Aphids (Rosy Apple and Green Apple)

    Aphids (Rosy Apple and Green Apple)

    Green peach aphid causing symptoms of curled leaves<br> Aphids causing symptoms of curled leaves.
    Rosy apple aphids Rosy apple aphids.


    • Apple
    • Pear


    Aphids are small, soft-bodied insects that often occur in clustered colonies. They suck sap from the phloem vessels in leaves and reduce tree vigor. Watch for curled and sticky leaves due to honeydew excreted by the aphids. Black sooty mold is a fungus that may grow on the honeydew staining the leaves and fruit.


    Both rosy apple (Dysaphis plantaginea) and green apple (Aphis pomi) aphid species overwinter as eggs on smooth twigs and water sprouts. Migrate to alternate hosts during summer. They hatch when the buds start to open and begin reproducing immediately. Aphids will feed on leaves from budbreak through early October. Some will form wings and migrate to alternate hosts (weeds or grasses) for the rest of the summer. In September and October, they migrate back to the fruit trees to lay eggs.


    • Curled leaves and shoots
    • Yellowed leaves
    • Sticky honeydew
    • Blackish gray mold
    • Deformed fruit


    Aphids prefer feeding on succulent shoots and their populations are more likely to build up to high levels when there is a lot of succulent tissue present in the orchard. Pruning and fertilization practices that minimize growth of water-sprouts and lush shoot growth should be used to help manage aphids. Apple varieties that are vigorous growers and produce a lot of lush growth may be more prone to large populations of aphids. In most years, succulent shoots are beginning to harden off at the time when aphid populations are beginning to increase. This will slow down the rate at which the aphid populations increase and may be sufficient to prevent damaging population levels from developing.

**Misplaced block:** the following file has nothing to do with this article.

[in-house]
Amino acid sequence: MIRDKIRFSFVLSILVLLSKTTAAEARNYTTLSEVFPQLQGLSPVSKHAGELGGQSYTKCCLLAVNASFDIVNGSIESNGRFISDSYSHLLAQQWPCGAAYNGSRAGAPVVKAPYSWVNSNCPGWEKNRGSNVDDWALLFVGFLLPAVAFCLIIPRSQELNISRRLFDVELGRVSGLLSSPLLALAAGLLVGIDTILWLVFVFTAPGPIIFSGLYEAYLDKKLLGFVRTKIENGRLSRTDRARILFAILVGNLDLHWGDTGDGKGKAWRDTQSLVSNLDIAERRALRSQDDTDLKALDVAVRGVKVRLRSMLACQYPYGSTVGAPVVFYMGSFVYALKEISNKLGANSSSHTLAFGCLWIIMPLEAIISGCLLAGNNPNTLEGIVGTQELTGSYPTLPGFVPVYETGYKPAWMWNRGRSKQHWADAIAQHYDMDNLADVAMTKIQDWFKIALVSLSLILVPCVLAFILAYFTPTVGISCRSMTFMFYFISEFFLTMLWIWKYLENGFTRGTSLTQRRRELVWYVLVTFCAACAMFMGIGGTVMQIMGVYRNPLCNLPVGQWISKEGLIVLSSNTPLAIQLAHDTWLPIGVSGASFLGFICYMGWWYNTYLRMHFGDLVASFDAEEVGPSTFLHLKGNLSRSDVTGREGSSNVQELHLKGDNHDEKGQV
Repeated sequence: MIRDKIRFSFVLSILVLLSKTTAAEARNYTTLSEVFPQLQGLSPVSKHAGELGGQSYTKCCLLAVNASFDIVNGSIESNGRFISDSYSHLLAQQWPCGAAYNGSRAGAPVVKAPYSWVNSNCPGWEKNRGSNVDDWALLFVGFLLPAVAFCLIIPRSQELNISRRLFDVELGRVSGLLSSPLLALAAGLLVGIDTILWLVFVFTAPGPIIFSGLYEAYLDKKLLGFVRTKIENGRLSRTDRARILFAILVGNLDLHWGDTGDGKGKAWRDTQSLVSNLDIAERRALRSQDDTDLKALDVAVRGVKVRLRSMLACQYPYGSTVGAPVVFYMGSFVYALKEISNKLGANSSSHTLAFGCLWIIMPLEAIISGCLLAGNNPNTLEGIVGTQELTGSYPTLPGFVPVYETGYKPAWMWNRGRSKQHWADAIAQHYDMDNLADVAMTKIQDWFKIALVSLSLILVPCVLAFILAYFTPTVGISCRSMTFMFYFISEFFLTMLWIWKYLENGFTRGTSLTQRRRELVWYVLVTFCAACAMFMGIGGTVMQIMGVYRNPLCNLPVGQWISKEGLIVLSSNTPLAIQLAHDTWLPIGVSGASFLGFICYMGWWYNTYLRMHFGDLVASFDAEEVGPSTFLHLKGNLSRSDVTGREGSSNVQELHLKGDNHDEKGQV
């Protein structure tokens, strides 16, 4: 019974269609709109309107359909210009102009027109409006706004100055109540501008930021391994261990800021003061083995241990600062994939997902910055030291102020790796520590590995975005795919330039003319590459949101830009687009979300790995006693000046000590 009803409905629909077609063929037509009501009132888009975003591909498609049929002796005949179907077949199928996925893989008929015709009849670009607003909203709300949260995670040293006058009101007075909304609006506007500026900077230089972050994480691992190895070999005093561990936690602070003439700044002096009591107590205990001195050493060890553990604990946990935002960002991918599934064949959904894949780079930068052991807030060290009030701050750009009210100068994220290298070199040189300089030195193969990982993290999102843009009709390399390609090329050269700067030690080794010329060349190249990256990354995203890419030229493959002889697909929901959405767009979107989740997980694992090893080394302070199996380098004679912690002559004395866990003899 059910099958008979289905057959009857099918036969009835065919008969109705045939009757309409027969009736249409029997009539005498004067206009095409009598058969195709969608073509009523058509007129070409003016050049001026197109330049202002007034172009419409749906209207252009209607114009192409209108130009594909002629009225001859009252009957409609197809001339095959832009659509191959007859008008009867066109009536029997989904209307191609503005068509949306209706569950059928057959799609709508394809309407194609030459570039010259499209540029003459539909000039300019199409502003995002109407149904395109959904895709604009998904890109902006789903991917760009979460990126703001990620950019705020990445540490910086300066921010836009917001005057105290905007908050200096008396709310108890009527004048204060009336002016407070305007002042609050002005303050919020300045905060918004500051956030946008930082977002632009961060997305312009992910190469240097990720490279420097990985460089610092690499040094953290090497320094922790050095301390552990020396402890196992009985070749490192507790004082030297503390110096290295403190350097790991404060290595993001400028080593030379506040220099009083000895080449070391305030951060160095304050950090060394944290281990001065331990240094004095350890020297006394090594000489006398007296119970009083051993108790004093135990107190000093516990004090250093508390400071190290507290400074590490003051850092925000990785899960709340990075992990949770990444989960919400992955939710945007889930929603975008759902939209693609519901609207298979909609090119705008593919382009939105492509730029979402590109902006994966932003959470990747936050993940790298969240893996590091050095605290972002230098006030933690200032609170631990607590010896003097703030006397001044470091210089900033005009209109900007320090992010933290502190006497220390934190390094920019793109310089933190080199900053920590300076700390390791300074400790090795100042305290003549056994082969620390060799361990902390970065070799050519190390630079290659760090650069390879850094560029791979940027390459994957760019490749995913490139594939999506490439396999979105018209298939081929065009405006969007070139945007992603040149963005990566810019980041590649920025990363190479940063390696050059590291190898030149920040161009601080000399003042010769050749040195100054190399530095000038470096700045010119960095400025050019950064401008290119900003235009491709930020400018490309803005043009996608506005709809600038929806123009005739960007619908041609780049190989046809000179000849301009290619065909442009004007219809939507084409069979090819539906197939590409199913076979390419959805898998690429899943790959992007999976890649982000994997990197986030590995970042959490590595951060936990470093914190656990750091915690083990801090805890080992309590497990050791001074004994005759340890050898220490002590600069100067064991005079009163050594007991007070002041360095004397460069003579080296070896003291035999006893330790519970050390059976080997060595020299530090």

Insecticides can be very effective against aphids, however, repeated use of the same products has resulted in aphid resistance. Good coverage is important. Aphid feeding causes leaves to curl and within these curled leaves the aphids are partially protected from insecticides. The available materials which are effective are limited and some are very toxic to natural enemies. Having a limited variety of materials increases the possibility that the aphids will develop resistance to them. For these reasons insecticide use should be limited.

    Precautionary Statement: Utah State University and its employees are not responsible for the use, misuse, or damage caused by application or misapplication of products or information mentioned in this document. All pesticides are labeled with ingredients, instructions, and risks, and not all are registered for edible crops. “Restricted use” pesticides may only be applied by a licensed applicator. The pesticide applicator is legally responsible for proper use. USU makes no endorsement of the products listed in this publication.